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Pence Tells West Point Cadets America Honors Their Service
 In this time of uncertainty and danger, America needs the service of all its citizens, Vice President Mike Pence said yesterday at the U.S. Military Academy in West Point, New York.


Pence spoke at the annual Lieutenant Henry O. Flipper Dinner -- an event marking the extraordinary life of the first African American graduate of the academy.

Flipper faced extreme prejudice and persevered to earn his commission in 1877. He was accused and court martialed for a crime he did not commit and ejected from the Army in 1882. President Bill Clinton righted that wrong with a pardon in 1999.

The academy has honored its first African American graduate with the annual dinner.

Read More...

 
Vice President Pence Remarks at Henry O. Flipper Dinner

THE VICE PRESIDENT:  Thank you, General Caslen.  Your wife informed me that it was not booing that I heard when you came up, but it was “Supe.”  (Laughter.)  Give this wonderful superintendent a round of applause, would you please?  He deserves it, and the nation is proud of your service.  (Applause.) 

General Holland, General Jebb, Captain Villanueva, distinguished guests, and core of cadets of the United States Military Academy -- it is an extraordinary privilege for me to be with you tonight. 

Two special guests are with me that I want to acknowledge.  A man who I knew before he was even elected to the Congress, and now he is one of the most prominent members of the United States Senate; Senator Tim Scott is with us tonight just to be with all of you.  Senator Scott, thank you for joining us this evening.  (Applause.)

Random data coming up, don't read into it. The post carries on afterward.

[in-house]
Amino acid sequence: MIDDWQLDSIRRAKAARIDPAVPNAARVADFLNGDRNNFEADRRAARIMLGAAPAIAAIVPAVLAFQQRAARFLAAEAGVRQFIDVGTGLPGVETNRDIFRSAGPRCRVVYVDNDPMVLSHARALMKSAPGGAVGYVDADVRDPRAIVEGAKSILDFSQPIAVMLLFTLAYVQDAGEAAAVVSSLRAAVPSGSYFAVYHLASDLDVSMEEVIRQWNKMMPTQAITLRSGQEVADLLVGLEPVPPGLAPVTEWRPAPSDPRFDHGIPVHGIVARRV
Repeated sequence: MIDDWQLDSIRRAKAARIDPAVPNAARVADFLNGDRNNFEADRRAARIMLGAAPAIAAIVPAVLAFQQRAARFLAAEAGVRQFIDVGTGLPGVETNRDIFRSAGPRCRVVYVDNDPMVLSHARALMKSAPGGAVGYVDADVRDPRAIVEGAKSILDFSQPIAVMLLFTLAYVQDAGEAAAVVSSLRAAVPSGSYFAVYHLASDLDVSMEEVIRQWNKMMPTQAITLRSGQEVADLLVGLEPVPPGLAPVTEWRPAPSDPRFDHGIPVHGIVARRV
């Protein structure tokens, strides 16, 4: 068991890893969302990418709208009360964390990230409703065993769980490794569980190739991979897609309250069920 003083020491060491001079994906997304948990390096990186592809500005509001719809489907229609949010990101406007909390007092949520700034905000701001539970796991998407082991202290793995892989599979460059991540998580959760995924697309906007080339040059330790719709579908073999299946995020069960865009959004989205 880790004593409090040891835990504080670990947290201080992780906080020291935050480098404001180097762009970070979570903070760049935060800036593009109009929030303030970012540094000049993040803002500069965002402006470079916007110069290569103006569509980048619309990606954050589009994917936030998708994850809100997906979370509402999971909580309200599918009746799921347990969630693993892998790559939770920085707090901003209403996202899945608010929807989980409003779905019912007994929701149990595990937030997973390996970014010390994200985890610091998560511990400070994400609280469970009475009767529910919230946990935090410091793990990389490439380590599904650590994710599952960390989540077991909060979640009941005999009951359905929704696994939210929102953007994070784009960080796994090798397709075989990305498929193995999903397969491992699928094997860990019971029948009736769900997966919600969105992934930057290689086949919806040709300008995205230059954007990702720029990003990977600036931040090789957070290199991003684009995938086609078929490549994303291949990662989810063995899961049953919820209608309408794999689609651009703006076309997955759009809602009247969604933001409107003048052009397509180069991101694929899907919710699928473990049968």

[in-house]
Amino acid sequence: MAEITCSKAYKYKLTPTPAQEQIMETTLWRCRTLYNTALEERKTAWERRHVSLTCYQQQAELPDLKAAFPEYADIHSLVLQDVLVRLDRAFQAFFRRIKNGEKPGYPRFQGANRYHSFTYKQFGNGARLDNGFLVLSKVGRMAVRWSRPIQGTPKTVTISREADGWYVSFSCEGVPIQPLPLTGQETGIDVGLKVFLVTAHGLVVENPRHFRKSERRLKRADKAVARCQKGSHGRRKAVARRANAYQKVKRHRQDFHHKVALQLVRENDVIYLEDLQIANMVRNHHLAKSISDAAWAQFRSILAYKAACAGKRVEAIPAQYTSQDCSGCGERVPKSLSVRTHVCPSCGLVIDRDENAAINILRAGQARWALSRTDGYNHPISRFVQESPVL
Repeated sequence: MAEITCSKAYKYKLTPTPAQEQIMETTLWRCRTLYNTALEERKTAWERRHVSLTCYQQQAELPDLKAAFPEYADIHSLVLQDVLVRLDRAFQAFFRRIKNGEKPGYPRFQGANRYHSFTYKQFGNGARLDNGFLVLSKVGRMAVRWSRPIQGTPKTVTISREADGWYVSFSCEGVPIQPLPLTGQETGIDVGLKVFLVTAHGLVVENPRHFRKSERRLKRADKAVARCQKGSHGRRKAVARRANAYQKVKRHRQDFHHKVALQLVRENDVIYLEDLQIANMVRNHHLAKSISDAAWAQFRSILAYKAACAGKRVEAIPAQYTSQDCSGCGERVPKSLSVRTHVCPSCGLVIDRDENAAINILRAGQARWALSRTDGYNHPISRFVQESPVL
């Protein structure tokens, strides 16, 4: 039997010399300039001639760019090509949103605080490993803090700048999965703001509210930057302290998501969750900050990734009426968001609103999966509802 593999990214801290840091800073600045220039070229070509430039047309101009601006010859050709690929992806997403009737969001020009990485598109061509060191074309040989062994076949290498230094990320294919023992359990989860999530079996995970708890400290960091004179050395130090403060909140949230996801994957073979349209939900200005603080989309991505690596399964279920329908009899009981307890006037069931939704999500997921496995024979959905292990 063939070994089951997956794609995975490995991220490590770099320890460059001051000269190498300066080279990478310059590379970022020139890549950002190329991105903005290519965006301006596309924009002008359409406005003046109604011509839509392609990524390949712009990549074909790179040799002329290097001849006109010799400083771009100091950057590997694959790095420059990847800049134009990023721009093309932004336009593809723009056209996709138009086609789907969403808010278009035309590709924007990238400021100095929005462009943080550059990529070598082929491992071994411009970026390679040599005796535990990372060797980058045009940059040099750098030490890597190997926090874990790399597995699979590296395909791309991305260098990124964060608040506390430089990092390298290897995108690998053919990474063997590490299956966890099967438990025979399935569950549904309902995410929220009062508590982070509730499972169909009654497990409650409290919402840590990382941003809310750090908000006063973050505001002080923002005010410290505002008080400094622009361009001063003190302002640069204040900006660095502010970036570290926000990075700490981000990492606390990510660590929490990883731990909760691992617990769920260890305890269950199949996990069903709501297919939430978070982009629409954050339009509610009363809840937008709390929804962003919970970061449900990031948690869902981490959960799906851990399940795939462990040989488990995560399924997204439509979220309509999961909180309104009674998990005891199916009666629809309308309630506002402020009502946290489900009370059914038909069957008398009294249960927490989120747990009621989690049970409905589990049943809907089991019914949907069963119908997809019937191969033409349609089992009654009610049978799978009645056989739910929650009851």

And my commanding officer is with us, as well.  My wife of 31 years -- (laughter) -- Karen Pence is in the house.  Would you make her feel welcome?  (Applause.) 

I’m very humbled to have raised my right hand just a few short weeks ago to accept the responsibilities and be Vice President of the United States of America.  

And by the power vested in me, I hear by grant amnesty for all minor conduct offenses of those present.  (Applause.) 

I’m not sure I’ll be asked back now.  But it’s really good to be with you all and, frankly, very humbling.

I came here on behalf of the President of the United States, your Commander-in-Chief, President Donald Trump, and I bring you his greetings and his gratitude.  (Applause.)  

I left the Oval Office when I headed to West Point this afternoon, and the President insisted that I send his greetings to all of you, his heartfelt thanks for your willingness to serve our great country.

But more than that, the President sends his commitment to you that President Donald Trump and this administration will stand with you as you stand to defend the United States of America.  (Applause.) 


 

 
Nude Photo Scandal Extends Throughout The Military
The Army is looking into allegations that some soldiers may be involved in an image-sharing message board where troops from all branches of the service are allegedly crowdsourcing naked pictures of female service members. 

“Special agents from the U.S. Army Criminal Investigation Command’s specialized Computer Crime Investigative Unit are currently assessing information and photographs on a civilian website that appear to include U.S. Army personnel,” Army spokeswoman Cynthia Smith said in a statement to Army Times. 

The special agents are working to “determine if a criminal offense has occurred,” Smith said. 

First reported by Business Insider, the Army’s inquiry comes one day after news broke about AnonIB, a website where purported male service members request naked pictures of their female counterparts by name, rank and duty station. The Business Insider report also said the men allegedly were cyber-stalking and sharing nude photos of their female colleagues.